eta: Even if the vast majority of Anglophone-produced literature used macrons (not true; it's mostly used by academia), wikipedia policy states that self-identification trumps everything else in what name to use. And Japan's current self-identification for all place names is to use Hepburn while dropping macrons and apostrophes. [4] [5] [6] [7] Every government site I can find seems to avoid macrons. That's pretty conclusive as far as self-identification goes. Rhialto 04:54, 21 November 2006 (UTC)
And yet when you arrive at train stations at most of those places you will find macrons. One form is more accurate than the other. We have had this conversation many times now. I do not think there is anything new to debate here that has not already been said. Bendono 05:52, 21 November 2006 (UTC)
Train stations may refer to themselves with the macrons, but as Rhialto mentioned, most (if not all) Japanese government sites don't use them [8]. Thenaming conflict guide says, "Where self-identifying names are in use, they should be used within articles." Also, as Nihonjoe mentioned, The Manual of Style (Japan-related articles) states in the first sentence of the first section, "The en:Wikipedia is an English language encyclopedia. An English loan word or place name with a Japanese origin should be used in its most commonly used English form in the body of an article, even if it is pronounced or spelled differently from the properly romanized Japanese." Where is the guideline that says that words unknown by most English speakers must be romanized using macrons for use in articles? The naming conventions says to "Use the most common name of a person or thing that does not conflict with the names of other people or things." Most Google tests will show that macroned forms are less common than the un-macroned forms. It doesn't matter if editors prefer macrons or what scholarly texts use. Guidelines say to use the most common form. Jecowa 06:45, 21 November 2006 (UTC)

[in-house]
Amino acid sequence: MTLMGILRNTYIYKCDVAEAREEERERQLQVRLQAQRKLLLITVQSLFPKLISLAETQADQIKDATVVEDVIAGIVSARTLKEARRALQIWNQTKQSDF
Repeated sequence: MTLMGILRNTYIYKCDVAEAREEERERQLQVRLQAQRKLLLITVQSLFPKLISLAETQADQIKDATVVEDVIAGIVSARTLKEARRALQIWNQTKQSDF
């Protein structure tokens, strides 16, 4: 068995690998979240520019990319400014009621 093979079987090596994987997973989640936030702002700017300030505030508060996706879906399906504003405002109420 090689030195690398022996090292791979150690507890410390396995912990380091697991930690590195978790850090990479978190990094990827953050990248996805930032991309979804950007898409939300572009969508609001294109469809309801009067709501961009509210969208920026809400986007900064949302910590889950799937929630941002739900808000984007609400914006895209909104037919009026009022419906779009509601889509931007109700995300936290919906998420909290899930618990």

Outside of the exceptions listed in the WP:MOS-JA, the MOS-JA guideline is to be used for all Japanese on Wikipedia. ···日本穣? · Talk to Nihonjoe 07:35, 21 November 2006 (UTC)